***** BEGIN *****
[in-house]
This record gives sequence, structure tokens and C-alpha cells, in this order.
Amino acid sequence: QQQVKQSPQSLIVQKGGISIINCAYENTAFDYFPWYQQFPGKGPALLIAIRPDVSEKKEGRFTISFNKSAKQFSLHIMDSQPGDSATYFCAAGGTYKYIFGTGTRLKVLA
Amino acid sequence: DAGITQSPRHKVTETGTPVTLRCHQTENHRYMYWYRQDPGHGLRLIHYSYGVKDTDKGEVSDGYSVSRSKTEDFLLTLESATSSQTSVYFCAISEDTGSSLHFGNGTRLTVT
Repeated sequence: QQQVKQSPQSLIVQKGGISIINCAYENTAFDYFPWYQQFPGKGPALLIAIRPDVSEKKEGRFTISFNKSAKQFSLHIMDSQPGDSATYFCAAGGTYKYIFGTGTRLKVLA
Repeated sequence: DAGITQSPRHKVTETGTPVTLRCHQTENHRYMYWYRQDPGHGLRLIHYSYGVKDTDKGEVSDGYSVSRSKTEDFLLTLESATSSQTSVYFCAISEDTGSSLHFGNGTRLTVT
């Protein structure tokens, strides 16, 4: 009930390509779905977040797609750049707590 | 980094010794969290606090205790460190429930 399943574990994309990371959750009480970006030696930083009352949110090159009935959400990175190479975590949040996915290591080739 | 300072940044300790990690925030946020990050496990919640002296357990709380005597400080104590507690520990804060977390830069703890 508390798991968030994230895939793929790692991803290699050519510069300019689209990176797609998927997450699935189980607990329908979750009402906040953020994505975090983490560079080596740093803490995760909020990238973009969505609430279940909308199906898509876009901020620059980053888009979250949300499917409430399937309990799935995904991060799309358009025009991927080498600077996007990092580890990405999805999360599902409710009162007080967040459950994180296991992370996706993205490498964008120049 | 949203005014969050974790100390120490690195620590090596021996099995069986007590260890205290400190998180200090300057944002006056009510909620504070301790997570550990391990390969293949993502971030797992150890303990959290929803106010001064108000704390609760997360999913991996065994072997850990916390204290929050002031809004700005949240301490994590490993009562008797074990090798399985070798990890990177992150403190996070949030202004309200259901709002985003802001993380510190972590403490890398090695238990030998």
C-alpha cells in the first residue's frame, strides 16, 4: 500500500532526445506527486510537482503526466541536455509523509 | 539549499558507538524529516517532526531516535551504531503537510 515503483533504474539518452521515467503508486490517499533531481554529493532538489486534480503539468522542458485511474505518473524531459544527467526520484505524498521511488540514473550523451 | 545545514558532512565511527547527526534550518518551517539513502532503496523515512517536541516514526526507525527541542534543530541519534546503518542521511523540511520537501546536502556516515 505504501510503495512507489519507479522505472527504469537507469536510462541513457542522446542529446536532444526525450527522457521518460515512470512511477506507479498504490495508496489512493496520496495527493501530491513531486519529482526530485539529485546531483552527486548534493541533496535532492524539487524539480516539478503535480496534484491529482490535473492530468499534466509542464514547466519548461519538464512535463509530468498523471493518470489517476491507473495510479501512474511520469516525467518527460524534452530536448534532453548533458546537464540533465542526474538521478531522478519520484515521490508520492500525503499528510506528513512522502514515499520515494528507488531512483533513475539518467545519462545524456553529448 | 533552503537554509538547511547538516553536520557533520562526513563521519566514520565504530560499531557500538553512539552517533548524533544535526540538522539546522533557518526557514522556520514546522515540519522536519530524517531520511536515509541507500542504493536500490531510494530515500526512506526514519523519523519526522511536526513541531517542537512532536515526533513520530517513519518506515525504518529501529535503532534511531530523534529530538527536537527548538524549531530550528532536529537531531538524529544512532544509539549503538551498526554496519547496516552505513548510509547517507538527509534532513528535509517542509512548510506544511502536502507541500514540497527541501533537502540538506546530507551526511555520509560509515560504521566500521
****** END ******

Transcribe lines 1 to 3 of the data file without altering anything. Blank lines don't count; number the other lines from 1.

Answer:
[in-house]
This record gives sequence, structure tokens and C-alpha cells, in this order.
Amino acid sequence: QQQVKQSPQSLIVQKGGISIINCAYENTAFDYFPWYQQFPGKGPALLIAIRPDVSEKKEGRFTISFNKSAKQFSLHIMDSQPGDSATYFCAAGGTYKYIFGTGTRLKVLA